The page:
Young Dutchman to test ambitious ocean cleanup project

The Ocean Cleanup's floating structures use currents to clean the world's oceans. Image courtesy of The Ocean Cleanup.

An ambitious project has been launched which aims to cleanup large amounts of plastic pollution from the world’s oceans.

Lead by Dutchman Boyan Slat, the project envisages the use of huge floating structures to trawl plastic waste from the ocean.

The idea behind this method was first developed by Boyan Slat in his final year of high school for a class project. He then went on to do further research into the feasibility of his concept, and drew significant attention during a TED talk in 2012 where he laid out his plans.

Primarily, his design involves using floating structures powered by the ocean’s own currents in order to remove millions of tons of floating waste centred around five rotational currents called ‘gyres’ located within major oceans.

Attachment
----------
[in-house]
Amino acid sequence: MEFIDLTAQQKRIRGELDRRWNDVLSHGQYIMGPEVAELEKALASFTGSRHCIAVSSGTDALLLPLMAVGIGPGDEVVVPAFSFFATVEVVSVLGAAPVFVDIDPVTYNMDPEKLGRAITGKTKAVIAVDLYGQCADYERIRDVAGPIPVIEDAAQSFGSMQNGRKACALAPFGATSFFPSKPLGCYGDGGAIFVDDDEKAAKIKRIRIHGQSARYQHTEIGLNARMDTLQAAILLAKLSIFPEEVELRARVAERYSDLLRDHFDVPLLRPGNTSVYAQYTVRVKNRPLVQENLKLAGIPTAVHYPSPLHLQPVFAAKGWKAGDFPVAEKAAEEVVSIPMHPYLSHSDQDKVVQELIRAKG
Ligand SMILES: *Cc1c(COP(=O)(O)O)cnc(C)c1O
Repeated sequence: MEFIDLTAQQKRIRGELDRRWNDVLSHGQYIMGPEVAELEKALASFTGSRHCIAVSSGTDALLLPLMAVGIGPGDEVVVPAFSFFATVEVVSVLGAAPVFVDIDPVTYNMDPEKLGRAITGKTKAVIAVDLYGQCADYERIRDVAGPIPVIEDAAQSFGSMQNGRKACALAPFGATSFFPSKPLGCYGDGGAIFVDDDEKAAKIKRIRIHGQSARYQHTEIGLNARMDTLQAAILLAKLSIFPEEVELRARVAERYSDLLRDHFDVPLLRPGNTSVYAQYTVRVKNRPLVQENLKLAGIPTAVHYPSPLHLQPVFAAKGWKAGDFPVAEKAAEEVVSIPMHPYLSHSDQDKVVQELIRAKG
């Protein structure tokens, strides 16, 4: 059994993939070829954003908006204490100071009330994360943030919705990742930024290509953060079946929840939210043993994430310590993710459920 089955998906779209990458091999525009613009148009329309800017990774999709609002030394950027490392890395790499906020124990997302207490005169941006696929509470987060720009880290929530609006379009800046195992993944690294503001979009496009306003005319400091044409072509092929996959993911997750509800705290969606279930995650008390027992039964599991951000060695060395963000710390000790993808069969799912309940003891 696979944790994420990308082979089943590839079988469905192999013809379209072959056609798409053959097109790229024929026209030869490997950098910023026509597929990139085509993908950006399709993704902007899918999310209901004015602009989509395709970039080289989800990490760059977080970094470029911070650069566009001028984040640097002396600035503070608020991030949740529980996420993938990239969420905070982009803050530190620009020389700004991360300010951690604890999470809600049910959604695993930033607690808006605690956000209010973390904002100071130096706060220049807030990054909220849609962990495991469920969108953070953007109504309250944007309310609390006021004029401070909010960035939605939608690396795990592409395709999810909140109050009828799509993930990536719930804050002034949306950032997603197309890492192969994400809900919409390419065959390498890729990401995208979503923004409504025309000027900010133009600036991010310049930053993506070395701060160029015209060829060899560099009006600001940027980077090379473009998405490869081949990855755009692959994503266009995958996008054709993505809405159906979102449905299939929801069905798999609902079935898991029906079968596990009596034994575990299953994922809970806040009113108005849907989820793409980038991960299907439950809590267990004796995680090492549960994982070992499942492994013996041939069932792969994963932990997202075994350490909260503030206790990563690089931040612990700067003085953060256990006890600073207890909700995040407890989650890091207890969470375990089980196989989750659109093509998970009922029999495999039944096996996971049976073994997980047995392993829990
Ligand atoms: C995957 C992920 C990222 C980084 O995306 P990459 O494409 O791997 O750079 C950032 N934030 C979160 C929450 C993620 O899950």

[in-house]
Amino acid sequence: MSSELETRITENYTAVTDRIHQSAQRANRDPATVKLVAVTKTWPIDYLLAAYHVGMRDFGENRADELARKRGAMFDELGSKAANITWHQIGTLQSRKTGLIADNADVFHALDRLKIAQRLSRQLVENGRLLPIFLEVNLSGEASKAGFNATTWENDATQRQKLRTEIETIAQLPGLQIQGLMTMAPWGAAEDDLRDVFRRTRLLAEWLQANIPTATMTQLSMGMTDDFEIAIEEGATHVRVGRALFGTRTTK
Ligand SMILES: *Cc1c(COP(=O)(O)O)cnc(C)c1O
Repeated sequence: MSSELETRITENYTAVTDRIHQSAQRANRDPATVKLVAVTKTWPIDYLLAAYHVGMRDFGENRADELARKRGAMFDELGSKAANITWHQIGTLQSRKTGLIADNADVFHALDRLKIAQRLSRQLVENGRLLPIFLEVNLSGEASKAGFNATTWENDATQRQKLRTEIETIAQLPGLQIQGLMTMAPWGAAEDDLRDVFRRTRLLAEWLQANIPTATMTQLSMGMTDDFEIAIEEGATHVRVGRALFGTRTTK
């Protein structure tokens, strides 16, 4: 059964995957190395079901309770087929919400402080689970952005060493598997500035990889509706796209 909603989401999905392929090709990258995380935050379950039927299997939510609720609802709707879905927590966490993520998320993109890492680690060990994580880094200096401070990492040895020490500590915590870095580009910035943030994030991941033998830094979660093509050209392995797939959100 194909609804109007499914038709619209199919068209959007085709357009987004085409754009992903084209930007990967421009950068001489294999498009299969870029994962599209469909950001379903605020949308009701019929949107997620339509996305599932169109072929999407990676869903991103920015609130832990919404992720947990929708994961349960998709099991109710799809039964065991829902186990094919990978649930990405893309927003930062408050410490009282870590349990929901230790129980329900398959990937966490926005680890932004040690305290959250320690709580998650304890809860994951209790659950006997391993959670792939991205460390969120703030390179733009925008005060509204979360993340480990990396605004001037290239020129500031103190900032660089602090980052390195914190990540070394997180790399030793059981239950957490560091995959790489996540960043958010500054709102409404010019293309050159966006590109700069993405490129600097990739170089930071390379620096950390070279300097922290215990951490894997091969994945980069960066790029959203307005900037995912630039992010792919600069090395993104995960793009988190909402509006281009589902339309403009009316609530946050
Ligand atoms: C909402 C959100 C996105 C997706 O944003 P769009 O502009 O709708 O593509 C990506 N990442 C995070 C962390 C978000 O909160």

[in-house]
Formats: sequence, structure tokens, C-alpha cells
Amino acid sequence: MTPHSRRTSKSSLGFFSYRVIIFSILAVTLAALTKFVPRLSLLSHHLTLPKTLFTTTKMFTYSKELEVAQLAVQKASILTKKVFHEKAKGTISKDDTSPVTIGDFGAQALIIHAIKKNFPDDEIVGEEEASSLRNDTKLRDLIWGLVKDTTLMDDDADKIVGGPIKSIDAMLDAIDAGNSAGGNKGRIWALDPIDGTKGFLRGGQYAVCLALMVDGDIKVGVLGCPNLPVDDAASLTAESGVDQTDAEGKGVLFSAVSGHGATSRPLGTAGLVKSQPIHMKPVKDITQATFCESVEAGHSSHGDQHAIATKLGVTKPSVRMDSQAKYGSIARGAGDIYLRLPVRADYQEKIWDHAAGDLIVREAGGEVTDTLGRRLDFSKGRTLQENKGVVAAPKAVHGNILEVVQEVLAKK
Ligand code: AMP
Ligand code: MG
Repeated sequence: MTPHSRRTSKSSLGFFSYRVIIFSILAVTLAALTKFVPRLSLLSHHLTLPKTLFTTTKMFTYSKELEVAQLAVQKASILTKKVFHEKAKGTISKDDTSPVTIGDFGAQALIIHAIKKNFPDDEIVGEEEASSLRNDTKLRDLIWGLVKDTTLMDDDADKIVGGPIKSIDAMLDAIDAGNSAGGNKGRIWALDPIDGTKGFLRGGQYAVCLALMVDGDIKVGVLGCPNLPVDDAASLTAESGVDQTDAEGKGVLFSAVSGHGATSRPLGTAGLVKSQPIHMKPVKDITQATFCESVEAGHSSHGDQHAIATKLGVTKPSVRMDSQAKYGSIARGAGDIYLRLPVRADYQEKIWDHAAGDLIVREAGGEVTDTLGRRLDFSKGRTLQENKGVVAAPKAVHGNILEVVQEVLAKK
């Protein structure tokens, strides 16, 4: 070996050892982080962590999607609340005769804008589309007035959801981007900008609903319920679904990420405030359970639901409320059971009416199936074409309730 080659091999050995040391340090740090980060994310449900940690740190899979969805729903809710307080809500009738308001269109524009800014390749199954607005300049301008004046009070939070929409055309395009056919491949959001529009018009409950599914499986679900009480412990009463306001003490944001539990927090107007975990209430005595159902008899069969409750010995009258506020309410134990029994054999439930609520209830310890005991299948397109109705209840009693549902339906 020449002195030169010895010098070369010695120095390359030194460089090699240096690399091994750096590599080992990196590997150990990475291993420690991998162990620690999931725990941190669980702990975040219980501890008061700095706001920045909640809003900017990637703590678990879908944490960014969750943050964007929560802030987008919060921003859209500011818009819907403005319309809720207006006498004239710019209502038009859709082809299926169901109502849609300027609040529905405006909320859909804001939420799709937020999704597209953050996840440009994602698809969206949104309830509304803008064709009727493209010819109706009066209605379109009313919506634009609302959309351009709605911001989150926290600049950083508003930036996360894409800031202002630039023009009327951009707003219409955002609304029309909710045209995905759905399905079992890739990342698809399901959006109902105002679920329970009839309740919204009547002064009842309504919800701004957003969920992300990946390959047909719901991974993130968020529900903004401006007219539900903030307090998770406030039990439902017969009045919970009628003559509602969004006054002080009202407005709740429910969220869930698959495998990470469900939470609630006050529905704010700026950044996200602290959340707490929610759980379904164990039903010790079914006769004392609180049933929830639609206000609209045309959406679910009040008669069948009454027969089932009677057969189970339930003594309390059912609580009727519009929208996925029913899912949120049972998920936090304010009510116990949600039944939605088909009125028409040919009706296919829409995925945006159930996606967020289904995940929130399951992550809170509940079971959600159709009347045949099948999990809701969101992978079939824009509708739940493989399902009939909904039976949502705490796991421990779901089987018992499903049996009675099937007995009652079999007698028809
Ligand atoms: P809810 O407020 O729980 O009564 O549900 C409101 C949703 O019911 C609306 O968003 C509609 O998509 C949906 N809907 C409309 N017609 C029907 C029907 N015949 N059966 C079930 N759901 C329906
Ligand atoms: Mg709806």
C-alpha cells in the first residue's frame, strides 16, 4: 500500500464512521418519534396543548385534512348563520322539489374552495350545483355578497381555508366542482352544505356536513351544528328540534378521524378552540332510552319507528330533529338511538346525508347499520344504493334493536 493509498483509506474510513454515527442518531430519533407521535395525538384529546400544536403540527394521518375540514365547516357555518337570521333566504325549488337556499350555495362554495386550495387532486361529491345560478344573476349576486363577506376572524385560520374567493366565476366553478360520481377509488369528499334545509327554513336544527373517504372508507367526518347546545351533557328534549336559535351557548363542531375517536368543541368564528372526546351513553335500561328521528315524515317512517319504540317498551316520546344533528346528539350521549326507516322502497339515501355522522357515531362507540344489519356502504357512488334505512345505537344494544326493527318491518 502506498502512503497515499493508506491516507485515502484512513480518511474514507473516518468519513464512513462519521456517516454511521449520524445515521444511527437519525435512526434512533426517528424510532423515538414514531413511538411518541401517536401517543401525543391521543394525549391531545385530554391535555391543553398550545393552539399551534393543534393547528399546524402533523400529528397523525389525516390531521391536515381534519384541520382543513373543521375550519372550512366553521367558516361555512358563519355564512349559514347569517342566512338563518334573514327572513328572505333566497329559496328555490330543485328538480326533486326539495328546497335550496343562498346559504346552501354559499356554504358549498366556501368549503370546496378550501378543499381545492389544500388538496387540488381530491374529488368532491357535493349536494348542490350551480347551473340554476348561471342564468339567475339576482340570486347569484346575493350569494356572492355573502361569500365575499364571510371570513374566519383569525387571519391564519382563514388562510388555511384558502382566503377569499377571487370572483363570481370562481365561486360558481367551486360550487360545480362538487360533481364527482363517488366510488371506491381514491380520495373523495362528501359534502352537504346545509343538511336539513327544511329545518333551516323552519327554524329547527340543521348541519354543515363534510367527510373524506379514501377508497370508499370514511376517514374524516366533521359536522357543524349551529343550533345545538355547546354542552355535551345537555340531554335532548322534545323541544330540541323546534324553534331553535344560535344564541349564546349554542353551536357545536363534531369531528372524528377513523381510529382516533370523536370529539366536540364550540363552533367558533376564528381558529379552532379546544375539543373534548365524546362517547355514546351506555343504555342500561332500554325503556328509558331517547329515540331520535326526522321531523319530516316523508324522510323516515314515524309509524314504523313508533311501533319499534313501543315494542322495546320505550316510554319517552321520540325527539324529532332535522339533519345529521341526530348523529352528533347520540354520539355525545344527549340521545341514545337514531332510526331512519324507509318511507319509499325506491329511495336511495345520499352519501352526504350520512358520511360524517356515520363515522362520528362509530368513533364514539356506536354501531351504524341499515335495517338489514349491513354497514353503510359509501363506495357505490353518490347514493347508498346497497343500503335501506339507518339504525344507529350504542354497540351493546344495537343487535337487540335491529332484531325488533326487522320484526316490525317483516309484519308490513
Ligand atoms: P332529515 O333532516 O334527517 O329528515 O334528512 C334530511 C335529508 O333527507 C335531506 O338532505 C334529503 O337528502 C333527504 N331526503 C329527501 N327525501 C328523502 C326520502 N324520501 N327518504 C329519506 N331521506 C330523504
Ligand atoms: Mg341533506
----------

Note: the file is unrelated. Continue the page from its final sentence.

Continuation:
Since his plan was initial unveiled, it continued to develop, and now has morphed into a team of researchers and engineers working to solve this problem of ocean pollution.

Called ‘The Ocean Cleanup’ they are working towards a tight schedule in order to begin the full-scale cleanup of the world’s oceans by 2020.

Once this process has begun The Ocean Cleanup believes that it will only take around 5 years to remove most of the floating plastic in the five gyres. They also believe that they can recycle the plastic which they retrieve at a profit.

Pilot project announced

The next 12 months will be critical for the success of Slat’s project, with 2 large-scale development steps planned.

Among these, the first is a massive survey in August of the Great Pacific Ocean Garbage Patch, using 50 vessels, in order to determine its true size.

Then, in mid 2016, The Ocean Cleanup will begin their first pilot project – a demonstrator floating structure of the coast of Tsushima Island located in the waters between Japan and South Korea.

At 2000m long, this will be the largest floating structure ever built, and will aim to prevent thousands of cubic meters of plastic pollution from washing up on the island’s beaches annually.

“[The cleanup array] is an essential step towards our goal of cleaning up the Great Pacific Garbage Patch. This deployment will enable us to study the system’s efficiency and durability over time,” explained The Ocean Cleanup founder and CEO Boyan Slat.